In the short course on grant writing, we gave each group a different research paper (actually, just the abstract from the paper) and asked them to suggest a new study with a different research design that builds on the paper’s findings and that an agency might want to fund. Showing just the abstract is a big no-no in Evidence Based Medicine, but we apologized and explained that if we handed them a full paper they would run out of time before they even finished the research paper. Each group then appointed a spokesperson to summarize the original paper (just the PICO: Patient group, Intervention, Comparison group, and Outcome measure) and then propose their new research design. Once the spokesperson was done, we asked if anyone else in the small group wanted to add anything and opened it up for comments and questions by the other students. Getting our students to visualize a new research study was one of the big successes of our short course.

In a short course on setting up an independent statistical consulting practice, I was actually able to get two small group exercises squeezed into a four hour format. The first exercise was pairing up students and asking them to share with their partner where they hoped to be five years from now. This served as an ice breaker and got students to think about what a career as a consultant might mean for them. The second small group exercise took some fictional accounts (loosely based on reality) of bad client interactions. The groups had to decide on the best course of action, and this quite honestly might involve just walking away from the project completely, an option that is always available to an independent consultant. The short time frame did not allow each group to summarize their findings to the rest of the class, but the students still found the small group exercises to be valuable.

In a short course, Statistics for Medical Librarians, that I have taught in an online format and at multiple regional and national meetings of the Medical Library Association, I used small group exercises to dissect statistics found in actual peer-reviewed publications. I teach concepts like confidence intervals, provide a non-technical interpretation, and then ask students to do the same in small groups. I show them actual papers (actually abstracts again to save time) that show how a confidence interval might look “in the wild.” Then each group has to summarize the abstract using a PICO format and then interpret the highlighted confidence interval in that abstract. All of the abstracts that I choose are from Open Source journals so the librarians can track down the full articles after the class ends, if they are so inclined.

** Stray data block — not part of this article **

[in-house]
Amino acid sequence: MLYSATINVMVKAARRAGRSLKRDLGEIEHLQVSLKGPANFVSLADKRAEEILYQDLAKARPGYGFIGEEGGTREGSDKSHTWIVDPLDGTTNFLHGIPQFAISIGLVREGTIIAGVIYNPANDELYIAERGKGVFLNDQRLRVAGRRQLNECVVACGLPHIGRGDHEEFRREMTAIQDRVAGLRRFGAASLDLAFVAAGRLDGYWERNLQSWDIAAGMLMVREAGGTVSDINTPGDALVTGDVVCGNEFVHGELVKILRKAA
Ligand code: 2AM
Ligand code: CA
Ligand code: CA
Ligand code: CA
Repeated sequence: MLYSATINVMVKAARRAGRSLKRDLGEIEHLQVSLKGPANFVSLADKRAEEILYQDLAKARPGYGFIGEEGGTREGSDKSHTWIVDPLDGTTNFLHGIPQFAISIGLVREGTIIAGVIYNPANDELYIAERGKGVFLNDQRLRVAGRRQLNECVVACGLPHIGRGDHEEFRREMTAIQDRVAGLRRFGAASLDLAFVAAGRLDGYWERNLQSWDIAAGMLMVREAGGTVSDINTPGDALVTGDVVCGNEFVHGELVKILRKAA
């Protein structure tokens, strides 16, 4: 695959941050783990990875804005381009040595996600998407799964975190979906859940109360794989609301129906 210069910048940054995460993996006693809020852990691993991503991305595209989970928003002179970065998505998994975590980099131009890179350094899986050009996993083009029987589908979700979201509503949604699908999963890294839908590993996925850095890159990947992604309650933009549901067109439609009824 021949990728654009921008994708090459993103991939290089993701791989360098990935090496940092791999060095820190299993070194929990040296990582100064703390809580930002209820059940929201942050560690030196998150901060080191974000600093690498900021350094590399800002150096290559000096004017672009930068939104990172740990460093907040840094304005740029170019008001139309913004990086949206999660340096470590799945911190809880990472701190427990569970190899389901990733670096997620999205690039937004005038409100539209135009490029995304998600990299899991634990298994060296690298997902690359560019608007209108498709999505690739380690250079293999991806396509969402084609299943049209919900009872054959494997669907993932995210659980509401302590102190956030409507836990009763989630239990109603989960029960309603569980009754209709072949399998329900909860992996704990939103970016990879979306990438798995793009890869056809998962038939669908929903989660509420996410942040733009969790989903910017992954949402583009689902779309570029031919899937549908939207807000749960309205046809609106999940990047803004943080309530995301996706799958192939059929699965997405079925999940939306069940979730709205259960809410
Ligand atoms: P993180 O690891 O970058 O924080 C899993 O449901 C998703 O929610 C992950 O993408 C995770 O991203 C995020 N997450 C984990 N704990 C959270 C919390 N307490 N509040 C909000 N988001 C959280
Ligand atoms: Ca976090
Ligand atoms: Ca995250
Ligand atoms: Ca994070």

Online teaching

I wanted to mention a bit about the special challenges associated with online teaching, because I see a transition to online teaching almost everywhere I look. I have done webinars, a form of online training, for several several organizations. I’ve learned a lot from these webinars, though they are not the same as teaching a semester long class in an online format.

One lesson I have learned is that you have to work much much harder at establishing a rapport with your students. In every webinar I have taught, I do not have the option of requiring the students to make themselves visible on a webcam, and only in a few did I have the option of having students ask questions orally rather than through a chat box. This makes the webinars less fun, quite frankly, than a short course taught to a live audience. But I have embraced the webinar format because it allows the participation of a large number of students who are otherwise geographically isolated.

To make up for not seeing and often not hearing the students, I try to make myself seen–using my own webcam when possible. I also take extra time to more directly encourage student participation. It starts with a joke. I introduce the joke with an exhortation. It is difficult, I point out, to say something funny and then hear total silence on the other end, so I after I tell this joke, I want you to type something in the chat box. A “haha” if you liked the joke or a “groan” if you hated it. Then I read the chorus of responses after the joke. It reinforces the connection between me and my audience and it lowers the barrier for students to use the chat box later for more serious comments.

When you ask for questions during a webinar, you need to wait long enough for people to type their questions. And you need to follow up your answer with another exhortation “Did that make sense” because you don’t get the feedback from the knowing nods or the glazed eye confusion.

A webinar format demands a good Powerpoint presentation. I do not always use Powerpoint for live talks and short courses and subscribe to the admonition of many that “Powerpoint is Evil.” For a webinar, however, if you don’t give students a Powerpoint slide to look at, it makes it that much harder to keep a student’s attention.

I’ve taught two traditional courses (Introduction to R and Introduction to SPSS) in an online format. These are in an asynchronous format. Students listen to mp4 files where you lecture and show Powerpoint slides and live screen shots of R and SPSS as those programs grind through their computations. The one issue I’ve noticed with the asynchronous format is that if one student asks a question, the other students would not normally get to benefit from hearing that question and hearing my response. They also lose out on the opportunity to add something to my answer if they can. So it is very important to share questions and answers that otherwise would only come to you privately via email.

Neither Introduction to R nor Introduction to SPSS lends itself well to small group exercises, but I do recognize by watching others at my current job that small group exercises take a much different form in an online format. In particular, they require much more written communication than oral communication, and the effort, especially for an asynchronous format, is spread out over a longer time frame. This can actually be an advantage because you need to explain yourself more clearly in a written format and the slower pace encourages more thought as well.

No doubt that I will encounter other issues as I teach more classes in an online format. I learned a lot about online teaching at various talks at the Joint Statistical Meetings, and plan to keep my eyes and ears open for other people’s experiences.